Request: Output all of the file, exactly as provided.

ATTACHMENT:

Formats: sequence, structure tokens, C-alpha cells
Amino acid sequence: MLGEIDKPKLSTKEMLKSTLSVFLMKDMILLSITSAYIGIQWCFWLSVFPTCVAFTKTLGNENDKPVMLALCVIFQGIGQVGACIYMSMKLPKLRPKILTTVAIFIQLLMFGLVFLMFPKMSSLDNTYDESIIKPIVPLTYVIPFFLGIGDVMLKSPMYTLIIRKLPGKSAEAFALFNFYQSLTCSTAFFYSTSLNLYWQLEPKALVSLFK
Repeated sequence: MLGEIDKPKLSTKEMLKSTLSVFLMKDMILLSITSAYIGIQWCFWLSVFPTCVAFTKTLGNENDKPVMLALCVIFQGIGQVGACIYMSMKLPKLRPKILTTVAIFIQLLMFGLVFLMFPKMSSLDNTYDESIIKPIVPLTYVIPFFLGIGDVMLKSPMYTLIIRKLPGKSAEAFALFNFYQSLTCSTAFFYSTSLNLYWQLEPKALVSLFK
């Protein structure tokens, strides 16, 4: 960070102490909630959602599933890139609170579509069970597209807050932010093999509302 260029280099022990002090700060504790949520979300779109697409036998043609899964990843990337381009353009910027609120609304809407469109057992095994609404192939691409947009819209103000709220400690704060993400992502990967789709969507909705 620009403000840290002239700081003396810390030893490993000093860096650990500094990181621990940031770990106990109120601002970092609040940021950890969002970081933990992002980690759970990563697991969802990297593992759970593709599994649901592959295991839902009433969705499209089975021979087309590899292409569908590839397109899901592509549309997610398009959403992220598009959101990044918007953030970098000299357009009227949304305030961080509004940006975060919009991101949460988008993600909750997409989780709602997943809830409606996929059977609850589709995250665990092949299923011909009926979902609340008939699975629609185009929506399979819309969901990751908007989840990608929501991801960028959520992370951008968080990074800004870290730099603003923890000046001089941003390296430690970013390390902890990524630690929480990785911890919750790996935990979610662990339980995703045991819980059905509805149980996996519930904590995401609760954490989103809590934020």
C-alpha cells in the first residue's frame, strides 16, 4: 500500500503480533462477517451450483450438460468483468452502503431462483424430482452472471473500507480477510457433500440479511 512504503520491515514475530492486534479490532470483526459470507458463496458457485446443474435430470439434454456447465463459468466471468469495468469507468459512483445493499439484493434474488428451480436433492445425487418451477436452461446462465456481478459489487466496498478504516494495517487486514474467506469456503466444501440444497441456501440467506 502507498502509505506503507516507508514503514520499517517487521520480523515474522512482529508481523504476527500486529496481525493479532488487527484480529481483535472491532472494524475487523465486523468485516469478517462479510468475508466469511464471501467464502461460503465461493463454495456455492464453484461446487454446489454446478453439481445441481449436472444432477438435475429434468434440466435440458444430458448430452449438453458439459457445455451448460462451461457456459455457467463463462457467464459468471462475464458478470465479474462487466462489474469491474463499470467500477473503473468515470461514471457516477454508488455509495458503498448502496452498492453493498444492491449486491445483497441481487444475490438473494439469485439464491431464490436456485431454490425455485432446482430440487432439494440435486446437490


Formats: sequence, structure tokens, C-alpha cells
Amino acid sequence: MLGEIDKPKLSTKEMLKSTLSVFLMKDMILLSITSAYIGIQWCFWLSVFPTCVAFTKTLGNENDKPVMLALCVIFQGIGQVGACIYMSMKLPKLRPKILTTVAIFIQLLMFGLVFLMFPKMSSLDNTYDESIIKPIVPLTYVIPFFLGIGDVMLKSPMYTLIIRKLPGKSAEAFALFNFYQSLTCSTAFFYSTSLNLYWQLEPKALVSLFK
Repeated sequence: MLGEIDKPKLSTKEMLKSTLSVFLMKDMILLSITSAYIGIQWCFWLSVFPTCVAFTKTLGNENDKPVMLALCVIFQGIGQVGACIYMSMKLPKLRPKILTTVAIFIQLLMFGLVFLMFPKMSSLDNTYDESIIKPIVPLTYVIPFFLGIGDVMLKSPMYTLIIRKLPGKSAEAFALFNFYQSLTCSTAFFYSTSLNLYWQLEPKALVSLFK
């Protein structure tokens, strides 16, 4: 960070102490909630959602599933890139609170579509069970597209807050932010093999509302 260029280099022990002090700060504790949520979300779109697409036998043609899964990843990337381009353009910027609120609304809407469109057992095994609404192939691409947009819209103000709220400690704060993400992502990967789709969507909705 620009403000840290002239700081003396810390030893490993000093860096650990500094990181621990940031770990106990109120601002970092609040940021950890969002970081933990992002980690759970990563697991969802990297593992759970593709599994649901592959295991839902009433969705499209089975021979087309590899292409569908590839397109899901592509549309997610398009959403992220598009959101990044918007953030970098000299357009009227949304305030961080509004940006975060919009991101949460988008993600909750997409989780709602997943809830409606996929059977609850589709995250665990092949299923011909009926979902609340008939699975629609185009929506399979819309969901990751908007989840990608929501991801960028959520992370951008968080990074800004870290730099603003923890000046001089941003390296430690970013390390902890990524630690929480990785911890919750790996935990979610662990339980995703045991819980059905509805149980996996519930904590995401609760954490989103809590934020």
C-alpha cells in the first residue's frame, strides 16, 4: 500500500503480533462477517451450483450438460468483468452502503431462483424430482452472471473500507480477510457433500440479511 512504503520491515514475530492486534479490532470483526459470507458463496458457485446443474435430470439434454456447465463459468466471468469495468469507468459512483445493499439484493434474488428451480436433492445425487418451477436452461446462465456481478459489487466496498478504516494495517487486514474467506469456503466444501440444497441456501440467506 502507498502509505506503507516507508514503514520499517517487521520480523515474522512482529508481523504476527500486529496481525493479532488487527484480529481483535472491532472494524475487523465486523468485516469478517462479510468475508466469511464471501467464502461460503465461493463454495456455492464453484461446487454446489454446478453439481445441481449436472444432477438435475429434468434440466435440458444430458448430452449438453458439459457445455451448460462451461457456459455457467463463462457467464459468471462475464458478470465479474462487466462489474469491474463499470467500477473503473468515470461514471457516477454508488455509495458503498448502496452498492453493498444492491449486491445483497441481487444475490438473494439469485439464491431464490436456485431454490425455485432446482430440487432439494440435486446437490